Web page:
Because of the months spent preparing an action plan and doing advance remediation work, such as building dams and retention ponds to mitigate flooding and debris flows higher up on Basalt Mountain, the response was everything Knott and Thompson hoped it would be (“We saw the plan work very well,” said Knott). But that doesn’t mean either is confident that things will go quite so well when the next incident occurs.
“It’s keeping me awake at night. I’m worried about it,” said Thompson. “This was a minor event that could have been so much worse. We didn’t get the alert out in time, this time. So what if that happens again? Are we going to lose people’s lives? If people live in a basement apartment in Old Town Basalt, we need to get them to higher ground. We need to get them out of that apartment. And the only way to do that is if people sign up and get notified.”
It’s a plea echoed by Knott, who said the most important thing people can do to help keep themselves safe is “sign up for Pitkin Alert. That’s our main way of communicating with people as incidents unfold. It’s very quick. It gets information out very quickly.”
Thompson also recommended that people in susceptible areas sign up for flood alerts by texting LCFLOOD to 888777 to receive weather warnings, weather watches and anything having to do with debris flow. Signing up for the alerts is a priority that has come into even sharper focus after Sunday’s rain, which basically flew under the radar of area weather services.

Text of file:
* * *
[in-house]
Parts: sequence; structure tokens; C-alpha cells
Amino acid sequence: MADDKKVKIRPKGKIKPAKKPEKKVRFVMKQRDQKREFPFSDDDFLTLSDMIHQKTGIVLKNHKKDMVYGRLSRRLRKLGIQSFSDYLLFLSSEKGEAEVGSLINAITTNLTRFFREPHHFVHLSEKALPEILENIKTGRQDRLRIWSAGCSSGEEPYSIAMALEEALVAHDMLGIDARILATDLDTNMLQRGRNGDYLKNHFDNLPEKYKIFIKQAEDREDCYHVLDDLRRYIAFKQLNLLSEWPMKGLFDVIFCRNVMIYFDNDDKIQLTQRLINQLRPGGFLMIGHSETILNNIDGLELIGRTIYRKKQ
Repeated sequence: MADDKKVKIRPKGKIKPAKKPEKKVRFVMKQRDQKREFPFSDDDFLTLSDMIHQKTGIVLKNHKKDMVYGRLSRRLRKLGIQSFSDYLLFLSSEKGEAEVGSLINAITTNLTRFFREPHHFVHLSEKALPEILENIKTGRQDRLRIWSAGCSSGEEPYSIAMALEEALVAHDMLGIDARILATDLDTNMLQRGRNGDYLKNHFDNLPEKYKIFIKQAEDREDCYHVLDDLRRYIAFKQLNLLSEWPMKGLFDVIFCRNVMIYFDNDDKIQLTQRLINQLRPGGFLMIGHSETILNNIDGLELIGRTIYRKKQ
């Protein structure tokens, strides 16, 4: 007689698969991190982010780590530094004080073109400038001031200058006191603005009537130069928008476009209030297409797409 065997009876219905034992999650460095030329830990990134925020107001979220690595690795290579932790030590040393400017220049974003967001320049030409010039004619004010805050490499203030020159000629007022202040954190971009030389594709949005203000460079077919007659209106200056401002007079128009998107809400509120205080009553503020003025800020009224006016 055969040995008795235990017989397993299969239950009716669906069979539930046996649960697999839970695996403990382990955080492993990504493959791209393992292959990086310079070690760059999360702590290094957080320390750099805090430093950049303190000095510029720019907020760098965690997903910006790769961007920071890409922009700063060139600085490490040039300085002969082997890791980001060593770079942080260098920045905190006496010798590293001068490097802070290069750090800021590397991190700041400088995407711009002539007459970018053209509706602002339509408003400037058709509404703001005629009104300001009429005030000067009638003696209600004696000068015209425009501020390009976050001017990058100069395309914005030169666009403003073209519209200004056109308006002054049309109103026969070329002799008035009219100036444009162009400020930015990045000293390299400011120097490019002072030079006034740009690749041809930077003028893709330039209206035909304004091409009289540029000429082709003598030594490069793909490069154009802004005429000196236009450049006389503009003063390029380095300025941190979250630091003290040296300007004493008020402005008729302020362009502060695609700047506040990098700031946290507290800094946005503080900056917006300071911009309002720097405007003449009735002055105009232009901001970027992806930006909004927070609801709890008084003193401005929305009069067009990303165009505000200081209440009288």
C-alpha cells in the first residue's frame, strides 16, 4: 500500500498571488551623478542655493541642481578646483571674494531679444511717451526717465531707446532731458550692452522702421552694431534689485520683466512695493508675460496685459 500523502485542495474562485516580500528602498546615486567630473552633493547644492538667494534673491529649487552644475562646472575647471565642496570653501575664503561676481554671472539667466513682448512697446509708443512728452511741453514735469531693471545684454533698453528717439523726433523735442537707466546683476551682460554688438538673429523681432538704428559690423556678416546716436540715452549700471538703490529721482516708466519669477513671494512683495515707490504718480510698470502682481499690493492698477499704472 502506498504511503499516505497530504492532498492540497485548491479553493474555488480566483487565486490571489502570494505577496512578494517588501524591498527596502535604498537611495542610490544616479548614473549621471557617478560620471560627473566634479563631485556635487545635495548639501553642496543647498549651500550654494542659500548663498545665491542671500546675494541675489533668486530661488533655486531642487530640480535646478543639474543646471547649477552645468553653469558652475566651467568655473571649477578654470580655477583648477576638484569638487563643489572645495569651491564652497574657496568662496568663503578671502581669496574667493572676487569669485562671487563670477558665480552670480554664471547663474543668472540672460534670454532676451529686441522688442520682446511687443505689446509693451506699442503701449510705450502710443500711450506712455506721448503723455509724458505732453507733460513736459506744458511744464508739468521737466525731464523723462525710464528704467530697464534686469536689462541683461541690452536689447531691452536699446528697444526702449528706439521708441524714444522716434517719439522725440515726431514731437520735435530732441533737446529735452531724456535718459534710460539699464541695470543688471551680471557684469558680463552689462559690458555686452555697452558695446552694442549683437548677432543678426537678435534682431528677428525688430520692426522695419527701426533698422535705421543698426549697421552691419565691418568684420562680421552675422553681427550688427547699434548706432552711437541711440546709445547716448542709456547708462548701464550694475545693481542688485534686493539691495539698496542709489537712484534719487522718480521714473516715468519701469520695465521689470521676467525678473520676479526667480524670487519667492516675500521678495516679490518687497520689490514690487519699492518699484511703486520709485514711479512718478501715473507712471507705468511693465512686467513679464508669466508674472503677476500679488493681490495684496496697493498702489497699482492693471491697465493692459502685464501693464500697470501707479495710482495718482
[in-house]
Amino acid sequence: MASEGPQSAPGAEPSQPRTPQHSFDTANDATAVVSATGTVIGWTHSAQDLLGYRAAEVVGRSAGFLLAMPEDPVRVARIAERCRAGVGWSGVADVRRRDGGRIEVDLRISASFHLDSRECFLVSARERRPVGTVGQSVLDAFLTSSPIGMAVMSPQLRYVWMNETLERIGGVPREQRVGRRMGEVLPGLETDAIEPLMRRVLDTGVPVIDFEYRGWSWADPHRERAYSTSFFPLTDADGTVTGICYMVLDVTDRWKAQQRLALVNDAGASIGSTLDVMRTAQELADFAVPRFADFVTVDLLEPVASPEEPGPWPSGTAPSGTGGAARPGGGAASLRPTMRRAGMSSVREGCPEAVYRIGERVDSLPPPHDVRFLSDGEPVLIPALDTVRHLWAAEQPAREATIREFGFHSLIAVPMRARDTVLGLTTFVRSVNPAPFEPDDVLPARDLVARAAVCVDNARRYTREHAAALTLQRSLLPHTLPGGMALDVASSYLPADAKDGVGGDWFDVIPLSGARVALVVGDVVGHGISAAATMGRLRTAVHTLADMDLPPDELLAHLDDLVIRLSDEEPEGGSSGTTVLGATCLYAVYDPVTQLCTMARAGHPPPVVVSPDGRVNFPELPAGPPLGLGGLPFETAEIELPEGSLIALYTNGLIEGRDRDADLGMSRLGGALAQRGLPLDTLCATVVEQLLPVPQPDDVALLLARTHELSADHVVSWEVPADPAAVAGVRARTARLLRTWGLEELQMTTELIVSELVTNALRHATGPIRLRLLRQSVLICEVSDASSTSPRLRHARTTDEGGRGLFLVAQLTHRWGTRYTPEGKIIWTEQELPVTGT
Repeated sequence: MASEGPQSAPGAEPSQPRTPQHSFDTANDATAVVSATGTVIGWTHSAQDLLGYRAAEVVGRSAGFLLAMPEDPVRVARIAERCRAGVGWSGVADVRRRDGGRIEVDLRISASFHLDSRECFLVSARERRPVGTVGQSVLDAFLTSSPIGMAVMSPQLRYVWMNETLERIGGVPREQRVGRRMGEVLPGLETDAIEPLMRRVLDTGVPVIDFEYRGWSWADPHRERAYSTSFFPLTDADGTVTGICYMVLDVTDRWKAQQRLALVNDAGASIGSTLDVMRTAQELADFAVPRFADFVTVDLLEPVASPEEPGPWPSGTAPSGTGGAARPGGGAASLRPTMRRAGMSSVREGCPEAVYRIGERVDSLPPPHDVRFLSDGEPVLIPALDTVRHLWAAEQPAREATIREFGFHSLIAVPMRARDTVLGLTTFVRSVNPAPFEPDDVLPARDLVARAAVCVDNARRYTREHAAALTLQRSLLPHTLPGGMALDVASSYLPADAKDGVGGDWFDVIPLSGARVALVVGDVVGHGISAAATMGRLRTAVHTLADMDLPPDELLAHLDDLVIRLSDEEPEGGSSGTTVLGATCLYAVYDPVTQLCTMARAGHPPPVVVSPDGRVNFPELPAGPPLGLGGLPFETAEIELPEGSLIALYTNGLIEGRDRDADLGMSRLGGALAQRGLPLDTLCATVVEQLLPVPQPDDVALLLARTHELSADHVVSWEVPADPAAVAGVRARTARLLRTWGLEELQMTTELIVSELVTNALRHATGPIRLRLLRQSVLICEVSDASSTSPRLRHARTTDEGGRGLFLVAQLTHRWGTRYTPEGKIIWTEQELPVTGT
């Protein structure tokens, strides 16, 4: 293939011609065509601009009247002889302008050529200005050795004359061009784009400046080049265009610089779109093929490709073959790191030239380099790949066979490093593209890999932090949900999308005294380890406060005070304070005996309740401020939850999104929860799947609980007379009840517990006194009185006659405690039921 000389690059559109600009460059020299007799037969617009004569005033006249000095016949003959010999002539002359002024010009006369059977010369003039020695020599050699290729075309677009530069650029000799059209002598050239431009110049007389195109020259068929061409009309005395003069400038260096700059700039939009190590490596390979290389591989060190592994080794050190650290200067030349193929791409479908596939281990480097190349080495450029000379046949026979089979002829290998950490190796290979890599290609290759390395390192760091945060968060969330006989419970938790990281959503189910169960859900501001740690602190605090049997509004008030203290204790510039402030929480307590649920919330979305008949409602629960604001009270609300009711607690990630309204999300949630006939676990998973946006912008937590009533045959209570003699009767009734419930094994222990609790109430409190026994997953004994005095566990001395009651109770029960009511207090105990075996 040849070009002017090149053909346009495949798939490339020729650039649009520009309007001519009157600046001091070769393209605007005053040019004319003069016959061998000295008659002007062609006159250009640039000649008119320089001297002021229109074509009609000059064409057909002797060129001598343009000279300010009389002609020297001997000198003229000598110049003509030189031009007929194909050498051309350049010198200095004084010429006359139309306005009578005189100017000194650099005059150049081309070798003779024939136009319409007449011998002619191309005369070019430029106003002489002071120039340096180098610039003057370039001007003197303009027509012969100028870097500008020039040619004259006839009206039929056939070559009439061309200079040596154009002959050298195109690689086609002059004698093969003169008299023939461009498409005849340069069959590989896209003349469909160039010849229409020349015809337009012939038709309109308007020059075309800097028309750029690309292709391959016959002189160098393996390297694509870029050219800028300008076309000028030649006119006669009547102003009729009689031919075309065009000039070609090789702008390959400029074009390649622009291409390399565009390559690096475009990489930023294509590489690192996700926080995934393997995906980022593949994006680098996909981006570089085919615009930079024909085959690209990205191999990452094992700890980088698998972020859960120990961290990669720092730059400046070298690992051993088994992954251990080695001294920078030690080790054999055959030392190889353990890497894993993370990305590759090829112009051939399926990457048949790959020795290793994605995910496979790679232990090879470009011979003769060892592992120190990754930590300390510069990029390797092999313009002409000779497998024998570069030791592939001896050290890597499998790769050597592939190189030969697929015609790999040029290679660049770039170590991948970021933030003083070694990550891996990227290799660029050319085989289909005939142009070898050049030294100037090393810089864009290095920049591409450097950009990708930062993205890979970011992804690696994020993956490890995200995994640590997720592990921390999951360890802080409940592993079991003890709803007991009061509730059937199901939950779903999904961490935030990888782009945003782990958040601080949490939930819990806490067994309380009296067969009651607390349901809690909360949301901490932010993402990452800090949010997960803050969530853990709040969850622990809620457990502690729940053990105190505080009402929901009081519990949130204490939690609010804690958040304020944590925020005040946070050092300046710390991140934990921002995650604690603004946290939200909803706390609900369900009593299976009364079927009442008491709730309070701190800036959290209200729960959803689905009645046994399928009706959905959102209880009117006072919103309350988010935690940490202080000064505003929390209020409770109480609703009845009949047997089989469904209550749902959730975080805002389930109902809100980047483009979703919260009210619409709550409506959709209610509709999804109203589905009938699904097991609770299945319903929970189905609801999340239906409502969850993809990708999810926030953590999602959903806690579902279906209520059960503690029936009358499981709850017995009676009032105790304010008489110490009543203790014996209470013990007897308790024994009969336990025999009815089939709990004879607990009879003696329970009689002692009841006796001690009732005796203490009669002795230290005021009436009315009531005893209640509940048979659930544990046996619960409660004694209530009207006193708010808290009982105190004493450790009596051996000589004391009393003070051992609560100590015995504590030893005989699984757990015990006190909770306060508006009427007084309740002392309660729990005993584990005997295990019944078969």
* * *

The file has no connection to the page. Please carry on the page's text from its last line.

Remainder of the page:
“This storm took us by surprise,” said Thompson. “The weather forecasters didn’t see that it was going to sit in one place. They recognized it and looked at it but decided not to throw out a warning about it because of different factors that they look at, so we got 911 calls before the weather service alerted us on this, and that’s not what we want to happen. We want to give a warning to the public ahead of time. So in that respect, I think we failed.”
To help ensure such a failure doesn’t happen again, Thompson and others had a long meeting Tuesday with weather services and the counties to try to formulate a better plan to keep people alerted without overdoing it.
“We don’t want to cry wolf to the public,” said Thompson. “We don’t want to set all these warnings off every time there’s a possibility that something’s going to go on, but, then again, we want to try to do advance notification as much as we can. There’s a fine line there.”
For now, the response team will stay busy clearing the retention ponds of rocks and debris to get them ready for the next incident, and they’ll evaluate the way Sunday’s situation was handled and tweak the parts that need adjusting, according to Knott.
As for the burn scar itself, which has become perhaps even less stable after the flooding washed away stabilizing soil and rocks, it will stay the way it is for the foreseeable future, looming above Basalt with the threat of floods and debris flows to come.
“There’s still a lot of material up on that mountain,” said Thompson.